!midwif is the fictional spirit of Maaij Claesje

The project intends to recuperate the library that was Maaij Claesje of Angola, midwife in the Slave Lodge, enslaved woman, and ancestor to the artist. Brought as a 12-year old child on a shipload of enslaved Angolans to the Cape in 1658, Maaij Claesje lived to the age of 86. In 1689 she went aboard the Wapen Van Alkmaar on its voyage from the Cape to Batavia (Jakarta) to assist Geertruyd Chasteleyn with the birth of her child. In return for this service Maaij Claesje negotiated her emancipation. She later returned to the Slave Lodge to work as a ‘free’ midwife.

The investigation began with gaps in the record. On a hand drawn family genealogy drawn up in the 1960s my father’s family was traced back through his grandmother to the French Huguenots and Dutch immigrants to the Cape in the 17th century. The identity of a number of female ancestor were listed as ‘unknown’. With the help of genealogy software and the work being done in South Africa on the First Fifty Years project, it was not difficult to trace the ‘unknowns’ or, rather, the intentionally forgotten, those actively written out of the record. The First Fifty Years project and especially the work of Mansell Upham led to three documents referring to my grandmother-eight-times-removed, Maaij Claesje van Angola.

The first had her listed as one of the Angolan enslaved captives brought to the Cape aboard the Amersfoort in 1658. These captives, five hundred at the start of the voyage from Luanda, had been aboard a Portuguese slave ship heading for Bahia, Brazil. The ship was attacked by a Dutch VOC ship and two hundred and fifty of the captives were transferred to the Amersfoort and brought to the Cape. For an account of that voyage see Lost Volumes. I. A Tale of Ships. By This Account.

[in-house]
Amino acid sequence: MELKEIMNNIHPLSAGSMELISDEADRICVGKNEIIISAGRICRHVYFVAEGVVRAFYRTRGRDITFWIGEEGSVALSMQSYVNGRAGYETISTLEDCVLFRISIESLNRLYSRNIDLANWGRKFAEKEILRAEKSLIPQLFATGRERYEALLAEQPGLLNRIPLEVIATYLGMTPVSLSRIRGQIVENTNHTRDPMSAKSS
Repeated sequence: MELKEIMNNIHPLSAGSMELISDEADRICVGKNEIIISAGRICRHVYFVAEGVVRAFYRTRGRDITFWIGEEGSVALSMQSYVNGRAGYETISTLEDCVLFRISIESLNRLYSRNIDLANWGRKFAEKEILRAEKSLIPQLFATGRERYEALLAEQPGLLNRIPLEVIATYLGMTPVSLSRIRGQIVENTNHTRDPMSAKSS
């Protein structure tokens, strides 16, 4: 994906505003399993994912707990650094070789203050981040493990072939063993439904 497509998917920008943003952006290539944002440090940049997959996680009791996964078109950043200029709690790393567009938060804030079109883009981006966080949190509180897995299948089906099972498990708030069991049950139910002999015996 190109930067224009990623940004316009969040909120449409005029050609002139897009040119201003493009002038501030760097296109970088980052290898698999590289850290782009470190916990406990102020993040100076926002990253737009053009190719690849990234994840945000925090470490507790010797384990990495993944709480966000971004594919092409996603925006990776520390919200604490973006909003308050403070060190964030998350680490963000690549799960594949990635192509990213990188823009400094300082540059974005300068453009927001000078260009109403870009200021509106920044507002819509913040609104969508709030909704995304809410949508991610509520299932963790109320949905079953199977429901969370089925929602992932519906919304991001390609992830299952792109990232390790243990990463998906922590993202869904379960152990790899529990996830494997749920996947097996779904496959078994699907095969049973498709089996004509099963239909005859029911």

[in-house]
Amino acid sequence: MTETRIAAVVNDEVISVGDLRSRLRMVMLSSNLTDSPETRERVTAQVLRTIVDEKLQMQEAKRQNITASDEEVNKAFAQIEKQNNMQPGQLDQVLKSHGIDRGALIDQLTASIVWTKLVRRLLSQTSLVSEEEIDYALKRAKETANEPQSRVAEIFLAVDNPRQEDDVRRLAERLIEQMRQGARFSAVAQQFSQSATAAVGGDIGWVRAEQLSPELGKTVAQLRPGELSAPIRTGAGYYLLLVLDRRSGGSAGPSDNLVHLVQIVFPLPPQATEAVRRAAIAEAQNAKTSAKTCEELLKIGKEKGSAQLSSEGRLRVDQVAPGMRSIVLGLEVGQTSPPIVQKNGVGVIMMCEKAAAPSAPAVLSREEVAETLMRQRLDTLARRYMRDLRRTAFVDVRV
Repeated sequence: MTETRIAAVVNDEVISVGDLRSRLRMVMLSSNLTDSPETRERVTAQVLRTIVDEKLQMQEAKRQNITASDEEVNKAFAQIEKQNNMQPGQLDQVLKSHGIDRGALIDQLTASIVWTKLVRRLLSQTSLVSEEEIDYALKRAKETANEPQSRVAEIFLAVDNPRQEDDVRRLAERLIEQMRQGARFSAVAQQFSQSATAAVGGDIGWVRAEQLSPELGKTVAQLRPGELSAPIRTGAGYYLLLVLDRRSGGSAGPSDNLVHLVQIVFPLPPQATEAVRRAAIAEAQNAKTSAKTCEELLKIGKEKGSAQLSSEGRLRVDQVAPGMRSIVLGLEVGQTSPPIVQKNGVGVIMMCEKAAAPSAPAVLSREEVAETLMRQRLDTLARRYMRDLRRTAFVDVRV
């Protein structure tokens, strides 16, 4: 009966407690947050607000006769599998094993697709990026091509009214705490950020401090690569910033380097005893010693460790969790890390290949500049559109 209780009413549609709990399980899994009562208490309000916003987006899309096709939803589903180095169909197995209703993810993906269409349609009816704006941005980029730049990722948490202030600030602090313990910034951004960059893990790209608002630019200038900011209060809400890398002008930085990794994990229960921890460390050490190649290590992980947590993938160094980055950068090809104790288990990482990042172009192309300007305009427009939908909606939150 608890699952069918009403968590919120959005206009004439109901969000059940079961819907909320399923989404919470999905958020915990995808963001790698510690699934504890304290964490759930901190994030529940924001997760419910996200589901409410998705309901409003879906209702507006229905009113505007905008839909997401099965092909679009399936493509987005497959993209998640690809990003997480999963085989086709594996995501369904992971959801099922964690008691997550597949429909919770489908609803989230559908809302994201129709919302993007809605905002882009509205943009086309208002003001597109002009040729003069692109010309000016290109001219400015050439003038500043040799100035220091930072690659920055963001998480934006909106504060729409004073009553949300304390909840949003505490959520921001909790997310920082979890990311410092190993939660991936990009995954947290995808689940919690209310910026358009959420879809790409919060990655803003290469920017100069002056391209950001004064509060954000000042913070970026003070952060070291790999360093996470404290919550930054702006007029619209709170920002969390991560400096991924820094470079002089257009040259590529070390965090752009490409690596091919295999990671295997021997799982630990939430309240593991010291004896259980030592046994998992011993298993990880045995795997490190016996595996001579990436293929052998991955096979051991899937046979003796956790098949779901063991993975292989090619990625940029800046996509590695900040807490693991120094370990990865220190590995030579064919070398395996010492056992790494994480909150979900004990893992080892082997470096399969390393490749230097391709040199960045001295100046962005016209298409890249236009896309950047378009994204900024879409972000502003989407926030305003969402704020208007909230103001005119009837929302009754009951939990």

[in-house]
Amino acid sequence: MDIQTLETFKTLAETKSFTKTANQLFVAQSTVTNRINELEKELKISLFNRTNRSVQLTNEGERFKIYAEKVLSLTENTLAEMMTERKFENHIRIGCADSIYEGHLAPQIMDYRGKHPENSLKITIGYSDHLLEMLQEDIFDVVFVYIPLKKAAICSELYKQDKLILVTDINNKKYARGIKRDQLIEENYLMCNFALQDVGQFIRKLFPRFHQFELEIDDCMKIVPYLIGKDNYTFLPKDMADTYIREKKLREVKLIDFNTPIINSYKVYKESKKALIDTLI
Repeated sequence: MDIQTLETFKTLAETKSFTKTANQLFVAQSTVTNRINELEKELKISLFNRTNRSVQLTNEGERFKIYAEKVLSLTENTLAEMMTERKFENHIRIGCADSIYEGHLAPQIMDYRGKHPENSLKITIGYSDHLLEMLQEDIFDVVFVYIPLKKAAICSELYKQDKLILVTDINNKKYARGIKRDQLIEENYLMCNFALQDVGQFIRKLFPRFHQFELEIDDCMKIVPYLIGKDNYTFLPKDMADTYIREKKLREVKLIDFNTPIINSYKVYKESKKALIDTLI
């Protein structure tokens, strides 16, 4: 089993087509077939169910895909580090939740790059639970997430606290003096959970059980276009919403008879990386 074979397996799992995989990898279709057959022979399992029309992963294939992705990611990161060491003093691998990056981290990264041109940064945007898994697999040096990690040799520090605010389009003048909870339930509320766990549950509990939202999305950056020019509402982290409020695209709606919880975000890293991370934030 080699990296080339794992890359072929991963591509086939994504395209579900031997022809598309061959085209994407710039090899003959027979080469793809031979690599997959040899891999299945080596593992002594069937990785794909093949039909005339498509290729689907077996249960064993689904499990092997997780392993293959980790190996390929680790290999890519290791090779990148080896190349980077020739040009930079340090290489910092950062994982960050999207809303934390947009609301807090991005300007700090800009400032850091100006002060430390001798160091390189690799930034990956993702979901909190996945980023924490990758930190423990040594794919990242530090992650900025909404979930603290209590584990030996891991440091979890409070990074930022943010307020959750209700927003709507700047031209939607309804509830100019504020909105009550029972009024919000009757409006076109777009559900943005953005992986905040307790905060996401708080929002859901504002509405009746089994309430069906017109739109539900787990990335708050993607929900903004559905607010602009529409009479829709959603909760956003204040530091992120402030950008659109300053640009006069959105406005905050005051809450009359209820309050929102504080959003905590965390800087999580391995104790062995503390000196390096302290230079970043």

The second document referred to her death and gave rise to the title of the project. It is contained in the daghregister of a Dutch VOC official at the Cape, 1731. December 31st, calm, settled weather. Nothing of importance occurred. An old slave woman, Maaij Claesje, died in the Slave Lodge”.

The third set of documents reveals that Maaij Claesje, in 1689, was taken aboard the Wapen Van Alkmaar on its voyage from the Cape to Batavia, as midwife, to assist Geertruyd Chasteleyn with the birth of her child midway between the two ports. Maaij Claesje, it seems, was able to negotiate her emancipation in return for this service. She returns to the Cape and is listed as a ‘Free Black’. Later, for reasons uncertain, Maaij Claesje returns to the Slave Lodge.

The last set of documents suggests that Maaij Claesje had a degree of agency due to her knowledge or set of skills as a midwife. The project starts with a belief in this agency and sets out to imagine and/or recuperate what knowledge that might have been. What might an Angolan midwife at the Cape have known?